Judging by his box-office figures, Thor (Chris Hemsworth) is one of the least popular of Marvel’s cinematic superheroes. It’s all relative, of course. The God of Thunder’s first two films made around $200 million (£152 million) each, so they’re not what you’d call flops. But compared to his buddies in the Avengers, Thor has never quite taken flight. And even in his own vehicles, he is in constant danger of being upstaged by his own brother and smarmy arch-enemy, Loki (Tom Hiddleston).
Thor: Ragnarok should change all that. Undoubtedly the best of the character’s three films, it’s more confident than the others, more kaleidoscopically colourful, and more eye-catching in its design. It has more coherent fight sequences and more impressive digital effects than its predecessors did. And while it takes its hero’s story to surprising new places, it has an endearing reverence for his comic-book roots: he keeps calling himself “The Mighty Thor”, because that used to be the title of his monthly comic.
lt presents us with the comforting notion that outer space isn’t all that different from a glam rock-themed disco
More importantly, this sequel, or threequel, establishes its blond leading man as somebody who’s fun to hang around with for two hours. Not for him the geopolitical debates or the personal angst of Iron Man and Captain America. This time around, Thor is a hearty lunk who is swaggeringly sure of how heroic he is, even if he keeps bumping into things and knocking them over. Whenever he makes a speech about the importance of his noble mission, you can be pretty sure he is going to be hit on the head moments later - and Hemsworth is just as willing to be a stooge in this film as he was in last year’s Ghostbusters remake. The credit for the knockabout tone should probably go to the director, Taika Waititi, a New Zealand comedy specialist who made the sublime vampire mock-doc, What We Do in the Shadows. In his hands, Thor: Ragnarok is so knowingly daft that it almost qualifies as a parody.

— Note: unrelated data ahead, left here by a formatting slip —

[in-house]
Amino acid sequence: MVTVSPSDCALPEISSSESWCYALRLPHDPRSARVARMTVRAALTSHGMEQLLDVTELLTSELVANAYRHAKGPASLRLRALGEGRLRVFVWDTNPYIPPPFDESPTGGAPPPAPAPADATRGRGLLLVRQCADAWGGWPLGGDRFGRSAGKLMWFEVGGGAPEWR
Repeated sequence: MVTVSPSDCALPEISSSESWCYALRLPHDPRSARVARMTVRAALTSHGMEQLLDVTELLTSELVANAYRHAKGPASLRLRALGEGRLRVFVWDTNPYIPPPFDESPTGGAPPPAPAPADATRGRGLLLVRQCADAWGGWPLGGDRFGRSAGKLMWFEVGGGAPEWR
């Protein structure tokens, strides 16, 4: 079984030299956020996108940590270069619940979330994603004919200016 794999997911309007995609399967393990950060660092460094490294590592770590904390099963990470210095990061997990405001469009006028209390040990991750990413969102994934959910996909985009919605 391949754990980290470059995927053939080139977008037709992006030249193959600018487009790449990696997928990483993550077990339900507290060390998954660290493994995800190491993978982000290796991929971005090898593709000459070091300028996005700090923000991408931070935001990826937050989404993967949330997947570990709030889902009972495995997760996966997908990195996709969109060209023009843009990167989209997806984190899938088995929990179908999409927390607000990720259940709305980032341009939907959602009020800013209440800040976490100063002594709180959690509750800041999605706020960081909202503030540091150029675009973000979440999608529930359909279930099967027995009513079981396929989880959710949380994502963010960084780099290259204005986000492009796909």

Norse to meet you
In fact, it has less in common with the previous Thor outings than it does with the Guardians of the Galaxy films. Like them, it’s a light-hearted intergalactic romp full of aliens of all shapes and sizes - the director himself appears as a mild-mannered rock-skinned giant. And like Guardians of the Galaxy, it presents us with the comforting notion that outer space isn’t all that different from a glam rock-themed disco. A few scenes near the beginning are set on Earth, because Thor and Loki drop in on Doctor Strange (Benedict Cumberbatch). But afterwards the action hops so easily from planet to planet that watching the film feels pleasingly like flicking through a pile of comics. Nor is there any sign of Thor’s ex-girlfriend Jane (Natalie Portman) or the other earthlings from his original supporting cast. Liberated from those mere mortals and their everyday concerns, the film derives much of its humour from the idea that the cape-wearing, mallet-swinging Norse deity is more ordinary, and certainly more conservatively dressed, than the weirdos he meets on his travels.